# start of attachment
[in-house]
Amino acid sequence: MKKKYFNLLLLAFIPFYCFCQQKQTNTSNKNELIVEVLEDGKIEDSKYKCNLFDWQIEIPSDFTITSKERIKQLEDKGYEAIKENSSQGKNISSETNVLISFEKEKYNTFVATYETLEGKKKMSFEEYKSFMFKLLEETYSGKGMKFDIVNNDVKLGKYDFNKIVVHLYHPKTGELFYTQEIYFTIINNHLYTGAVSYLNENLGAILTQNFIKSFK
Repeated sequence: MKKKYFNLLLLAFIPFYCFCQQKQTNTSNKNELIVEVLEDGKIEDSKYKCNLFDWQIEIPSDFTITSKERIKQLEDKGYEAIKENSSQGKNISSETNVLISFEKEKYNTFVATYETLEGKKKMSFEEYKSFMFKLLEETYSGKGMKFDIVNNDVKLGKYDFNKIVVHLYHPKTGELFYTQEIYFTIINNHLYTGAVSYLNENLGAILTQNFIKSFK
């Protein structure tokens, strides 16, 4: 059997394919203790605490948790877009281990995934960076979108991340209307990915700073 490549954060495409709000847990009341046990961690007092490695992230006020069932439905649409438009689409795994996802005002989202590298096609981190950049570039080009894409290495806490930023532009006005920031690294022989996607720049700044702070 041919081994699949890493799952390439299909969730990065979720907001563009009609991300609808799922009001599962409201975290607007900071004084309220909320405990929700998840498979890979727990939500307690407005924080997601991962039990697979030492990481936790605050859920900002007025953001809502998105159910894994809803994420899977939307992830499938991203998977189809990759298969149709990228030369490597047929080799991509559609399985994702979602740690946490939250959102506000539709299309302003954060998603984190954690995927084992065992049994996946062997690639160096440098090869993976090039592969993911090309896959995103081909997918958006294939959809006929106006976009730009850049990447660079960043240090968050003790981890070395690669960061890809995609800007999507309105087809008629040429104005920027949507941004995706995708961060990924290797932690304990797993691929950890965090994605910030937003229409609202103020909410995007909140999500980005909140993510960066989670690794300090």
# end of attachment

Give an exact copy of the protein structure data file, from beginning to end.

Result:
[in-house]
Amino acid sequence: MKKKYFNLLLLAFIPFYCFCQQKQTNTSNKNELIVEVLEDGKIEDSKYKCNLFDWQIEIPSDFTITSKERIKQLEDKGYEAIKENSSQGKNISSETNVLISFEKEKYNTFVATYETLEGKKKMSFEEYKSFMFKLLEETYSGKGMKFDIVNNDVKLGKYDFNKIVVHLYHPKTGELFYTQEIYFTIINNHLYTGAVSYLNENLGAILTQNFIKSFK
Repeated sequence: MKKKYFNLLLLAFIPFYCFCQQKQTNTSNKNELIVEVLEDGKIEDSKYKCNLFDWQIEIPSDFTITSKERIKQLEDKGYEAIKENSSQGKNISSETNVLISFEKEKYNTFVATYETLEGKKKMSFEEYKSFMFKLLEETYSGKGMKFDIVNNDVKLGKYDFNKIVVHLYHPKTGELFYTQEIYFTIINNHLYTGAVSYLNENLGAILTQNFIKSFK
């Protein structure tokens, strides 16, 4: 059997394919203790605490948790877009281990995934960076979108991340209307990915700073 490549954060495409709000847990009341046990961690007092490695992230006020069932439905649409438009689409795994996802005002989202590298096609981190950049570039080009894409290495806490930023532009006005920031690294022989996607720049700044702070 041919081994699949890493799952390439299909969730990065979720907001563009009609991300609808799922009001599962409201975290607007900071004084309220909320405990929700998840498979890979727990939500307690407005924080997601991962039990697979030492990481936790605050859920900002007025953001809502998105159910894994809803994420899977939307992830499938991203998977189809990759298969149709990228030369490597047929080799991509559609399985994702979602740690946490939250959102506000539709299309302003954060998603984190954690995927084992065992049994996946062997690639160096440098090869993976090039592969993911090309896959995103081909997918958006294939959809006929106006976009730009850049990447660079960043240090968050003790981890070395690669960061890809995609800007999507309105087809008629040429104005920027949507941004995706995708961060990924290797932690304990797993691929950890965090994605910030937003229409609202103020909410995007909140999500980005909140993510960066989670690794300090």